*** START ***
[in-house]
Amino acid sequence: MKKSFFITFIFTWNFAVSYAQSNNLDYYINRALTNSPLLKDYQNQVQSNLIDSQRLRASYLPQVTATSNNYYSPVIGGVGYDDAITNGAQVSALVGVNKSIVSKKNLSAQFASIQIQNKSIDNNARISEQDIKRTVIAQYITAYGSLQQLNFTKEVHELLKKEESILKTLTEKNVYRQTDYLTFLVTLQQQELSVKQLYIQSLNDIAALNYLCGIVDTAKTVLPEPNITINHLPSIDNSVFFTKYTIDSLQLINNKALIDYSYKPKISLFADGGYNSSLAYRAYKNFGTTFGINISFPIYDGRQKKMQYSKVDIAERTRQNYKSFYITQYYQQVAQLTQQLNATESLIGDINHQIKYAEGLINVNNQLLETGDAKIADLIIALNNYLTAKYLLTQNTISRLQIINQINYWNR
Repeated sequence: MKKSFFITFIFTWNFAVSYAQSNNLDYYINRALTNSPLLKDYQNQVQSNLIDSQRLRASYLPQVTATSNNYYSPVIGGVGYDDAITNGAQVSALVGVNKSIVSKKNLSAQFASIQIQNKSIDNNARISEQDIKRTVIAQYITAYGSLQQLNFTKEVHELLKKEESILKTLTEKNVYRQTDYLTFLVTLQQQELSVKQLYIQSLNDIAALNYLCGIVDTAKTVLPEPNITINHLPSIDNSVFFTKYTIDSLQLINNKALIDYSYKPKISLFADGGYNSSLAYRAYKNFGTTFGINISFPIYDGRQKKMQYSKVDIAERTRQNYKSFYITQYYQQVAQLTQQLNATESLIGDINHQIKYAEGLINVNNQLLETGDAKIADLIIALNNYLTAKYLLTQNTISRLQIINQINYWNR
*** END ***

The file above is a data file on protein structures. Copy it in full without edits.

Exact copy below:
[in-house]
Amino acid sequence: MKKSFFITFIFTWNFAVSYAQSNNLDYYINRALTNSPLLKDYQNQVQSNLIDSQRLRASYLPQVTATSNNYYSPVIGGVGYDDAITNGAQVSALVGVNKSIVSKKNLSAQFASIQIQNKSIDNNARISEQDIKRTVIAQYITAYGSLQQLNFTKEVHELLKKEESILKTLTEKNVYRQTDYLTFLVTLQQQELSVKQLYIQSLNDIAALNYLCGIVDTAKTVLPEPNITINHLPSIDNSVFFTKYTIDSLQLINNKALIDYSYKPKISLFADGGYNSSLAYRAYKNFGTTFGINISFPIYDGRQKKMQYSKVDIAERTRQNYKSFYITQYYQQVAQLTQQLNATESLIGDINHQIKYAEGLINVNNQLLETGDAKIADLIIALNNYLTAKYLLTQNTISRLQIINQINYWNR
Repeated sequence: MKKSFFITFIFTWNFAVSYAQSNNLDYYINRALTNSPLLKDYQNQVQSNLIDSQRLRASYLPQVTATSNNYYSPVIGGVGYDDAITNGAQVSALVGVNKSIVSKKNLSAQFASIQIQNKSIDNNARISEQDIKRTVIAQYITAYGSLQQLNFTKEVHELLKKEESILKTLTEKNVYRQTDYLTFLVTLQQQELSVKQLYIQSLNDIAALNYLCGIVDTAKTVLPEPNITINHLPSIDNSVFFTKYTIDSLQLINNKALIDYSYKPKISLFADGGYNSSLAYRAYKNFGTTFGINISFPIYDGRQKKMQYSKVDIAERTRQNYKSFYITQYYQQVAQLTQQLNATESLIGDINHQIKYAEGLINVNNQLLETGDAKIADLIIALNNYLTAKYLLTQNTISRLQIINQINYWNR